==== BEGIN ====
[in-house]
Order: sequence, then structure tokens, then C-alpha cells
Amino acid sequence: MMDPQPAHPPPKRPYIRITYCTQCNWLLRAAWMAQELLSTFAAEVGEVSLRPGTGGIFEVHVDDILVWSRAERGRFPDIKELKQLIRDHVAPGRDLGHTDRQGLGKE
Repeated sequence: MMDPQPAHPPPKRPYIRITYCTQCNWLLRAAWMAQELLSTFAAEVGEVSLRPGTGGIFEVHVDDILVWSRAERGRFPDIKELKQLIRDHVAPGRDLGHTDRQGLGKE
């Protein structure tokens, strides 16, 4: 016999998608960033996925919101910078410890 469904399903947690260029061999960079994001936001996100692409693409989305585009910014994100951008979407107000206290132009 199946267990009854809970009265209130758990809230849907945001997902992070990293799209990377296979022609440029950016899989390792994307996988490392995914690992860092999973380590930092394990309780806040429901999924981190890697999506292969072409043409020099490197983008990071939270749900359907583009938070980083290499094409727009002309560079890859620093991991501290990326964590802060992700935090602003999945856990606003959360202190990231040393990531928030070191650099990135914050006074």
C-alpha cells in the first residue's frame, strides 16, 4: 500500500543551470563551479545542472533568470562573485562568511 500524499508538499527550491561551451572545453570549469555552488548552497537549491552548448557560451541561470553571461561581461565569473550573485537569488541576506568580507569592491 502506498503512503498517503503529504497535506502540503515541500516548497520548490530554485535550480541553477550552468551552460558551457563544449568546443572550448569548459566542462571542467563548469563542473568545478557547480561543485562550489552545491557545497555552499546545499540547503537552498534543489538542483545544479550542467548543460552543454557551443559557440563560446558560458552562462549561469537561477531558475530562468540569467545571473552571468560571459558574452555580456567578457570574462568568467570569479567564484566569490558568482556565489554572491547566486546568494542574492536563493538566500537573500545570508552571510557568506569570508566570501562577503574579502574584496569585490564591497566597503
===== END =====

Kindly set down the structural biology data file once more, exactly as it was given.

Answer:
[in-house]
Order: sequence, then structure tokens, then C-alpha cells
Amino acid sequence: MMDPQPAHPPPKRPYIRITYCTQCNWLLRAAWMAQELLSTFAAEVGEVSLRPGTGGIFEVHVDDILVWSRAERGRFPDIKELKQLIRDHVAPGRDLGHTDRQGLGKE
Repeated sequence: MMDPQPAHPPPKRPYIRITYCTQCNWLLRAAWMAQELLSTFAAEVGEVSLRPGTGGIFEVHVDDILVWSRAERGRFPDIKELKQLIRDHVAPGRDLGHTDRQGLGKE
């Protein structure tokens, strides 16, 4: 016999998608960033996925919101910078410890 469904399903947690260029061999960079994001936001996100692409693409989305585009910014994100951008979407107000206290132009 199946267990009854809970009265209130758990809230849907945001997902992070990293799209990377296979022609440029950016899989390792994307996988490392995914690992860092999973380590930092394990309780806040429901999924981190890697999506292969072409043409020099490197983008990071939270749900359907583009938070980083290499094409727009002309560079890859620093991991501290990326964590802060992700935090602003999945856990606003959360202190990231040393990531928030070191650099990135914050006074």
C-alpha cells in the first residue's frame, strides 16, 4: 500500500543551470563551479545542472533568470562573485562568511 500524499508538499527550491561551451572545453570549469555552488548552497537549491552548448557560451541561470553571461561581461565569473550573485537569488541576506568580507569592491 502506498503512503498517503503529504497535506502540503515541500516548497520548490530554485535550480541553477550552468551552460558551457563544449568546443572550448569548459566542462571542467563548469563542473568545478557547480561543485562550489552545491557545497555552499546545499540547503537552498534543489538542483545544479550542467548543460552543454557551443559557440563560446558560458552562462549561469537561477531558475530562468540569467545571473552571468560571459558574452555580456567578457570574462568568467570569479567564484566569490558568482556565489554572491547566486546568494542574492536563493538566500537573500545570508552571510557568506569570508566570501562577503574579502574584496569585490564591497566597503